“African fashion is rising right now. African designers need to develop their unique business model and have to be innovative. To do so, digital is key,” says Sarah Diouf, founder of Tongoro, a 100% made-in-Africa clothing brand Beyonce was clad in for one of the videos in her Spirit album.
“It’s a tool that we can truly leverage to our advantage,” she said at the Fashionomics Webinar Series early this month.
What will events look like in the coming months?
Some fashion events usually occurring in the middle of the year have been shifted towards year ending. The Accra Fashion Week 2020 has been moved from March to October as has the Arise Fashion Week. The Swahili Fashion Week is still slated to hold in December when it usually does, in Dar Es Salaam, Tanzania.
Whether these events will happen physically or virtually remains yet to be disclosed. The sense however, is that towards the end of the year, life must have returned somewhat to a ‘new normal’ and social events will be back in full swing. However, with the discovery of efficacious and safe vaccines or therapeutics for COVID-19 set at a 2021 timeframe and the continued spike in cases in countries like Nigeria, things remain uncertain.
Oloko says she hasn’t gotten wind of any specific fashion shows slated to take place this year yet but agencies have kept up with video call shoots and a variety of online engagements with their models. A friend working in Europe tells her things are picking up slowly and she hopes that the same is applicable soon back home.
The South African government has instituted a phased lockdown lifting process. As at the start of the month, on the third level of the lift, all manufacturing, mining, construction, financial services, professional and business services, information technology, communications, government services, and media services fully reopened. South Africa remains the worst hit by the virus on the continent with 118, 375 cases recorded so far and over 2,000 deaths.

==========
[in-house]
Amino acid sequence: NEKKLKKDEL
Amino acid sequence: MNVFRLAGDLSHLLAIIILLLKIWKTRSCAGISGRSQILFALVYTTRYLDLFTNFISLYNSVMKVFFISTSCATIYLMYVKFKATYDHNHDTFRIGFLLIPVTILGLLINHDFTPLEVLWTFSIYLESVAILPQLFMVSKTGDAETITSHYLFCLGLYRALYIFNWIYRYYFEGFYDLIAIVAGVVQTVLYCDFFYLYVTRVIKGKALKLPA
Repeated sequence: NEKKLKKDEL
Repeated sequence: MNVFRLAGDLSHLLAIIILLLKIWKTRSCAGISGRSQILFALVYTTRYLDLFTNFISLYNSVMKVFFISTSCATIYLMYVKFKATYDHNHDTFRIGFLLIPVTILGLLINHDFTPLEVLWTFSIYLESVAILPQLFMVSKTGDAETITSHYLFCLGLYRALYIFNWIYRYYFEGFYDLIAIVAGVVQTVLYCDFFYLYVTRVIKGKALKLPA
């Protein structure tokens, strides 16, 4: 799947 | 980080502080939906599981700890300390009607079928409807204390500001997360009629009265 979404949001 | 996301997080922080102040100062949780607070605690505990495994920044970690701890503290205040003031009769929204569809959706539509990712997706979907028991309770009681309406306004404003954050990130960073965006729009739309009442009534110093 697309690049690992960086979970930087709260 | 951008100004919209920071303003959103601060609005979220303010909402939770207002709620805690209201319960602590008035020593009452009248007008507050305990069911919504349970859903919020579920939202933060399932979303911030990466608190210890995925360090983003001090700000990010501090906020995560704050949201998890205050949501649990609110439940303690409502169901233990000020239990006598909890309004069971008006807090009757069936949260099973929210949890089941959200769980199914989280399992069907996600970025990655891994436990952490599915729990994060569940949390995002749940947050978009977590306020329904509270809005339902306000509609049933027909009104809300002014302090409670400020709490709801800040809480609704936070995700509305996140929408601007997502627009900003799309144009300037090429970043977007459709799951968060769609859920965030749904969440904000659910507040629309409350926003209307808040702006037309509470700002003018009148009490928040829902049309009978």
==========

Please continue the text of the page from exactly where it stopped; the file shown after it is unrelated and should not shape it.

Tanzania’s government has had a peculiar approach to the virus. Since April, the government has ceased publishing data on the cases in the country and has continued to encourage religious gatherings with the president saying earlier this month at a church service that “the corona disease has been eliminated, thanks to God.”
As at its last publishing in April, there were 509 cases and 21 deaths in the country.
Having put in lockdown measures in Accra and Kumasi, two of its largest cities, Ghana was the first African country to lift its lockdowns saying that the government and healthcare institution had taken the period to better equip itself to handle the virus.
Globally, a long list of events have been slated to continue virtually well into September.
The pandemic will have more far reaching effects on other aspects of the global industry beyond events and it may be too early to see the full impact on the continent’s industry. Supply chains, sales as consumer spending declines, fast fashion, sustainability and the resale industry, the usefulness of elaborate fashion events themselves, these are all conversations currently being had in various corners of the industry.
According to a McKinsey report on the North American fashion industry, part of recovery steps will entail a lot of digital optimisation particularly to promote and engage with buyers as their purchasing behaviours evolve.
Digital may also have effects on how designers choose to showcase new collections moving forward and could become paths for autonomous and democratic shifts away from fashion shows which some say can be an elitist and unfairly selective affair.